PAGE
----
antipragmatism

pragmatism

[prag-muh-tiz-uhm]
noun
1.
character or conduct that emphasizes practicality.
2.
a philosophical movement or system having various forms, but generally stressing practical consequences as constituting the essential criterion in determining meaning, truth, or value.


Origin:
1860–65; pragmat(ic) + -ism

pragmatistic, adjective
antipragmatism, noun
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Collins
World English Dictionary
pragmatism (ˈpræɡməˌtɪzəm)
 
n
1.  action or policy dictated by consideration of the immediate practical consequences rather than by theory or dogma
2.  philosophy
 a.  the doctrine that the content of a concept consists only in its practical applicability
 b.  See also instrumentalism the doctrine that truth consists not in correspondence with the facts but in successful coherence with experience
 
'pragmatist
 
n, —adj
 
pragma'tistic
 
adj

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Etymonline
Word Origin & History

pragmatism
"matter-of-fact treatment," 1872, from Gk. pragmat-, stem of pragma (see pragmatic). As a philosophical doctrine, 1898, said to be from 1870s. Probably from Ger. Pragmatismus. As a political theory, from 1951.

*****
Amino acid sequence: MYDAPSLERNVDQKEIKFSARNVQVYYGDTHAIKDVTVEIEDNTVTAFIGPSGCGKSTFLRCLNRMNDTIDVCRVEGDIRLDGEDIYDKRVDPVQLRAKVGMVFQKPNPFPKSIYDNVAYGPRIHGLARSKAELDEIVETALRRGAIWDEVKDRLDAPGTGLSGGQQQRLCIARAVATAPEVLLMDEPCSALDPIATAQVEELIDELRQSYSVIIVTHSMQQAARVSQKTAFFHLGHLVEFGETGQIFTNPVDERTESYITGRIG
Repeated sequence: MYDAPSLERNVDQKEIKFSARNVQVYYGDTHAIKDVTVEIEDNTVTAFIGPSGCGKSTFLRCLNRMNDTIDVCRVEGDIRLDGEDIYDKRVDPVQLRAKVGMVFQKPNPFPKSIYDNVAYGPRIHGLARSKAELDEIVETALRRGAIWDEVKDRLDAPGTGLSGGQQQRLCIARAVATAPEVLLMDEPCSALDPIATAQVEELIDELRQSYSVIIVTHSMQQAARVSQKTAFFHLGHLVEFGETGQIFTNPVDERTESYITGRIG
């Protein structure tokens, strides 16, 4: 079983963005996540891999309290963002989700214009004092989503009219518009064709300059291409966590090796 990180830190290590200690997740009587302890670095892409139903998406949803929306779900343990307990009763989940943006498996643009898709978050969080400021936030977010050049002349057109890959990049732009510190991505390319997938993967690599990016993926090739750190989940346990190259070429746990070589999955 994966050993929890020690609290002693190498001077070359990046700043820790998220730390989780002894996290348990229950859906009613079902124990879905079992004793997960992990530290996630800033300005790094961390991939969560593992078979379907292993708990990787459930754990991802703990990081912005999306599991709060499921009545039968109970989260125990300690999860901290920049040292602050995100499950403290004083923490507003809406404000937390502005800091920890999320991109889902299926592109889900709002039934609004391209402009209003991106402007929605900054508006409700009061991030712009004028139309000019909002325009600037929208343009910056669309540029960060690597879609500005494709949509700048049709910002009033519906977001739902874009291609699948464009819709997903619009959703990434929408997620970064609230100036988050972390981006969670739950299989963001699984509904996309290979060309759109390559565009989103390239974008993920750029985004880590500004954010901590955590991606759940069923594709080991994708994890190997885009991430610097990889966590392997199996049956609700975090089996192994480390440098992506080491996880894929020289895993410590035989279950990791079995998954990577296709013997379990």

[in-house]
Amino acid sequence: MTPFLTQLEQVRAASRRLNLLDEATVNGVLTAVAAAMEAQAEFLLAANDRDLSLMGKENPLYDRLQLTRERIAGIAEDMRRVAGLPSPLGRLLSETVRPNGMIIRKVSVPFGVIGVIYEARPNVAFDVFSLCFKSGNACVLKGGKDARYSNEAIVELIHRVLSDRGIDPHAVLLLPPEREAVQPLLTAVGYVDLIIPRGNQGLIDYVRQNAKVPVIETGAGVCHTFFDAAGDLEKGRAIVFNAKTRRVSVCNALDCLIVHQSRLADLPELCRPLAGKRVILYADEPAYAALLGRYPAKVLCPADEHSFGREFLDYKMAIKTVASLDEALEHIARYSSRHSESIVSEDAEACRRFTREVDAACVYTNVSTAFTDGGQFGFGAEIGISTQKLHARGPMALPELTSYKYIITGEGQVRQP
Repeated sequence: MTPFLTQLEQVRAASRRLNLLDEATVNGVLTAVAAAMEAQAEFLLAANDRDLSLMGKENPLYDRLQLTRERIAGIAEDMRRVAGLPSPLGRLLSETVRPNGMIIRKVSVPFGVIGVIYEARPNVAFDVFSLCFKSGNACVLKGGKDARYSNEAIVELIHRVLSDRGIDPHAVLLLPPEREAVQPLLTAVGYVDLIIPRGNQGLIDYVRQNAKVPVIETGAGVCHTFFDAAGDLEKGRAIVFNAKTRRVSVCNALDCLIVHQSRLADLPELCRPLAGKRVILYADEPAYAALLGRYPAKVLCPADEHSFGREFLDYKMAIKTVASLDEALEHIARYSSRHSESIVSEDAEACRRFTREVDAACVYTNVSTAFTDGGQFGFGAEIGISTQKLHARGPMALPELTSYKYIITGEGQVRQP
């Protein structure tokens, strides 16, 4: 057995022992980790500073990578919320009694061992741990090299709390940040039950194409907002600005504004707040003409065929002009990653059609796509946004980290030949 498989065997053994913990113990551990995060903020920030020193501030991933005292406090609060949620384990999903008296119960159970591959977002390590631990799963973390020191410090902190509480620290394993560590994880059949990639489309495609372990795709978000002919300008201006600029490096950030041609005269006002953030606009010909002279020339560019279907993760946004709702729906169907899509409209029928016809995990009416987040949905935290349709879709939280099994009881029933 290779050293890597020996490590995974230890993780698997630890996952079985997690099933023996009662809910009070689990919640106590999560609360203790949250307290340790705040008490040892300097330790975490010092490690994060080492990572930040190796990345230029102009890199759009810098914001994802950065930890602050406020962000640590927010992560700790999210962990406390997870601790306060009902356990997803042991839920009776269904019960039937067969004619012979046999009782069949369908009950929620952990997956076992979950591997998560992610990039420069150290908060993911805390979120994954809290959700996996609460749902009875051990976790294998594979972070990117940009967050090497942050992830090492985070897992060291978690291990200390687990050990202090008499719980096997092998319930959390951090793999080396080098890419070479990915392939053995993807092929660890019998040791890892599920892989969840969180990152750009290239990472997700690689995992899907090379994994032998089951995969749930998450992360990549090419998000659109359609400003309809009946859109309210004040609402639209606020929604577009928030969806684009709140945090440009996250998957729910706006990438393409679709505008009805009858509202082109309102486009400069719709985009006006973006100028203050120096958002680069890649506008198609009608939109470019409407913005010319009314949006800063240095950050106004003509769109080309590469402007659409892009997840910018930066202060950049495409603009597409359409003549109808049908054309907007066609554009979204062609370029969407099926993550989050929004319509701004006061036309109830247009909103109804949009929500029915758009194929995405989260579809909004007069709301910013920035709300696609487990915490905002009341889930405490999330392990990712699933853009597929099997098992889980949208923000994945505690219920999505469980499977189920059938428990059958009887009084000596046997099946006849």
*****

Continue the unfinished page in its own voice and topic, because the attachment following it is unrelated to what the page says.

Online Etymology Dictionary, © 2010 Douglas Harper
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American Heritage
Medical Dictionary

pragmatism prag·ma·tism (prāg'mə-tĭz'əm)
n.
A way of approaching situations or solving problems that emphasizes practical applications and consequences.


prag·mat'ic (-māt'ĭk) adj.
prag'ma·tist n.
The American Heritage® Stedman's Medical Dictionary
Copyright © 2002, 2001, 1995 by Houghton Mifflin Company. Published by Houghton Mifflin Company.
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American Heritage
Cultural Dictionary

pragmatism definition


An approach to philosophy, primarily held by American philosophers, which holds that the truth or meaning of a statement is to be measured by its practical (i.e., pragmatic) consequences. William James and John Dewey were pragmatists.

The American Heritage® New Dictionary of Cultural Literacy, Third Edition
Copyright © 2005 by Houghton Mifflin Company.
Published by Houghton Mifflin Company. All rights reserved.
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